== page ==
Software Piracy Losses Add Up to $29B

UPDATED: Western Europe holds the dubious honor as the worst region for software piracy on
the planet in dollar terms, accounting for about $9.6 billion in annual
losses to the industry in 2003, according to a new study.

All told, pirated software is in use on about 36 percent of all computers
around the globe, which cost the software industry about $29 billion last
year, the Business Software Alliance said in a study released Wednesday.

The BSA’s survey, conducted in conjunction with global technology
research firm International Data Corporation (IDC), also changed its
methodology in its annual survey this time. Instead of looking only at
business software applications, the study broke it down to distinct
segments, such as operating systems, consumer software and local market
software.

With the focus on the new segments came new details about the nature of
pilfered software. The BSA said the study discovered that, of the $80 billion in software that users installed
on their computers worldwide last year, only $51 billion of it was legally purchased.

Robert Holleyman, president and CEO of BSA, said the result of the stolen
software is that local governments don’t take in tax dollars, and jobs can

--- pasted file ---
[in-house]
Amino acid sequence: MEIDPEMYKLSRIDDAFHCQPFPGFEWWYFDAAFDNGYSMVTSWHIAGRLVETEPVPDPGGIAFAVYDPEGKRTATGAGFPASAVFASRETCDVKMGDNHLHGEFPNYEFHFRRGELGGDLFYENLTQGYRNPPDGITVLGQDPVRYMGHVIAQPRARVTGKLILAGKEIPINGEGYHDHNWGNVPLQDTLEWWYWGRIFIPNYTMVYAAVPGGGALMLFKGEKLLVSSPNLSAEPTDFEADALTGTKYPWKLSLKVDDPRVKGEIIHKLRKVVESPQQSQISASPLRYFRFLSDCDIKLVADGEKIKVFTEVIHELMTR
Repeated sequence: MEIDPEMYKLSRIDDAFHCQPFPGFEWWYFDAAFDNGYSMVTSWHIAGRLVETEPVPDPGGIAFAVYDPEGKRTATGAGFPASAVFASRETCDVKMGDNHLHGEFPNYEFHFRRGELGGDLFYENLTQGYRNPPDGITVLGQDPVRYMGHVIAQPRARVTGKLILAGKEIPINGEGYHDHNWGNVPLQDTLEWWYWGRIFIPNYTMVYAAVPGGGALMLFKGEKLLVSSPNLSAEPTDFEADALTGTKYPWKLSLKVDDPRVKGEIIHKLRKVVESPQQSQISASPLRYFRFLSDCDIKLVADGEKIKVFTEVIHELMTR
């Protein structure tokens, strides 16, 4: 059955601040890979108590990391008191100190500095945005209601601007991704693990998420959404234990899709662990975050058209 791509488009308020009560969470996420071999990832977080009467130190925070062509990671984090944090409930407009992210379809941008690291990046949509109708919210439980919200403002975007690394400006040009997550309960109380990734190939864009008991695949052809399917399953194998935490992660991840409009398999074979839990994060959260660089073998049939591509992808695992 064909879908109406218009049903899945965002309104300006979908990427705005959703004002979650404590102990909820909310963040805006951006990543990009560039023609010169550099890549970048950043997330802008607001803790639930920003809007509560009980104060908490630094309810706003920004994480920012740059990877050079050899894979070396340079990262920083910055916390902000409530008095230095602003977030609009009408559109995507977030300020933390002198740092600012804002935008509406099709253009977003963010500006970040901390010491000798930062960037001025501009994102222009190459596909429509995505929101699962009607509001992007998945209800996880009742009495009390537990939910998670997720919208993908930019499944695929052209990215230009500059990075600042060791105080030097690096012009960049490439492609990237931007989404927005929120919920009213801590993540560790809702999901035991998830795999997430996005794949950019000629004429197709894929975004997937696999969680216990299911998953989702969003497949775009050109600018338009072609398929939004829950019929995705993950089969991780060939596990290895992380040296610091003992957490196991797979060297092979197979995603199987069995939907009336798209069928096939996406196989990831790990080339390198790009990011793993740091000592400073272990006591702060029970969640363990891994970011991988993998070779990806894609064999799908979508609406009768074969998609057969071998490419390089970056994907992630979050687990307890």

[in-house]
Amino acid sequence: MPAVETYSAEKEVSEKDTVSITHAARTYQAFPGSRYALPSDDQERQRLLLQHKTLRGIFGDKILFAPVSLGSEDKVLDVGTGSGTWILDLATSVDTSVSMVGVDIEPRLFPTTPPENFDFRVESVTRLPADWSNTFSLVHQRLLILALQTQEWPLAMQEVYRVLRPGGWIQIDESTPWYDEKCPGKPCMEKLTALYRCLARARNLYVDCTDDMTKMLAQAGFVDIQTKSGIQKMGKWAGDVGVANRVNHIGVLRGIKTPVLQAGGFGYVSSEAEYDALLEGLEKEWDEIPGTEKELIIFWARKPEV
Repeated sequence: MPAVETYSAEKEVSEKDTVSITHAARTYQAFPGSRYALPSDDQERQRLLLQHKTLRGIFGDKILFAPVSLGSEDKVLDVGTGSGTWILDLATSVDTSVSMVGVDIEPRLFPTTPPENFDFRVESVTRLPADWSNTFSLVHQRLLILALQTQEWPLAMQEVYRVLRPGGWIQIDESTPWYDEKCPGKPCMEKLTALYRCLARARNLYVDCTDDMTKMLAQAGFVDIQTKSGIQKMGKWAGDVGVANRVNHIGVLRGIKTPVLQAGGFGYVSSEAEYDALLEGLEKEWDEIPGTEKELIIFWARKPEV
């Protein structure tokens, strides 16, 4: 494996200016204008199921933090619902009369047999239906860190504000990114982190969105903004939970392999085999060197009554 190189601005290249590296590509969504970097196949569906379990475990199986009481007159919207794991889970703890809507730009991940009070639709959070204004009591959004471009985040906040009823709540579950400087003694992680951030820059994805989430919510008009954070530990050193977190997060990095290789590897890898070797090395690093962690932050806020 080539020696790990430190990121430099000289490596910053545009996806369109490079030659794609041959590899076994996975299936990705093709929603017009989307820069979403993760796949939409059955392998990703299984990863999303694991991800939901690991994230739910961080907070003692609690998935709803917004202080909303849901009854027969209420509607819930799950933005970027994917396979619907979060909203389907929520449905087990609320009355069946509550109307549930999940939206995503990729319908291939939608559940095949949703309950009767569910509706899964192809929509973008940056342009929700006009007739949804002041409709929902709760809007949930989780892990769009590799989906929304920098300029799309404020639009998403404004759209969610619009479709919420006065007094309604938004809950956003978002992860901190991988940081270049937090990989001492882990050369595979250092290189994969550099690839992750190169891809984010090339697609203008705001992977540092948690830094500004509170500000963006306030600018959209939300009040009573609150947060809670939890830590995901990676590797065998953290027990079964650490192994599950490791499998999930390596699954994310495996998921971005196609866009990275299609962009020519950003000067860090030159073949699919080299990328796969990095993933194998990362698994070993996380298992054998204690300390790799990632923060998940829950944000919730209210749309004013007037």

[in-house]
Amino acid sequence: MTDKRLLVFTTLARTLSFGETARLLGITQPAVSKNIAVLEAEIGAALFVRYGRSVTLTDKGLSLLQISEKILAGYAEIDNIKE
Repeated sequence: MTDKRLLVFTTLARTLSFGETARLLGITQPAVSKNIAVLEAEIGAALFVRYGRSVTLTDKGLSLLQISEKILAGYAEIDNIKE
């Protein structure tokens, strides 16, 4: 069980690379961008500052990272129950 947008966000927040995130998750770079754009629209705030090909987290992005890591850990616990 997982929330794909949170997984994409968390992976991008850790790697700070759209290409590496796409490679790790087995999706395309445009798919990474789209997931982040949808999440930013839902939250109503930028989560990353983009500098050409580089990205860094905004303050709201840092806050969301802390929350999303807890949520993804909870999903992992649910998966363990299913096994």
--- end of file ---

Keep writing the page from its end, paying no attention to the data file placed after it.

be impacted — not to mention its impact on the local software industry.

Other findings about the survey said the Asia/Pacific tallied a piracy
rate of 53 percent, which represented annual losses in 2003 of more than
$7.5 billion.

Eastern Europe’s piracy rate was 71 percent, but the survey tallied the
lost dollars at $2.1 billion. Western Europe’s rate was 36 percent, with
dollar losses of $9.6 billion. Latin American countries notched a 63 percent
rate, with losses of about $1.3 billion.

Middle Eastern and African countries came to a rate of about 56 percent,
with losses totaling more than $1 billion.

In North America, the rate was 23 percent, but the losses were the second
highest at $7.2 billion.

IDC used its own data for worldwide software and hardware shipments for
the study, and said it conducted more than 5,600 interviews in 15 countries
in order to build the results. In all, the piracy rate and dollar amounts
were calculated based on PC, software, and license shipment data related to
vendors in 86 countries.

Overall, the BSA said the study found that the size of a regional
software market was the critical link between piracy rates and actual
dollars lost.

Take, for example, the Ukraine, where the study said 91
percent of software installed in 2003 was pirated. In the U.K., by contrast,
the dollar losses ranked much higher because of the larger size of the
software market in the U.K., according to the BSA.

In addition, IDC said a number of factors contribute to the regional
differences in piracy,
including local-market size, the availability of pirated software, the
strength of copyright laws, and cultural differences regarding intellectual
property rights. The faster the region is growing, the higher
piracy rates tracked.

The BSA said it has a pile of work ahead of it about building
stronger laws and enforcement of laws regarding intellectual property
protection.

Updates prior version to stipulate that Western European countries account for the biggest amount of dollar losses

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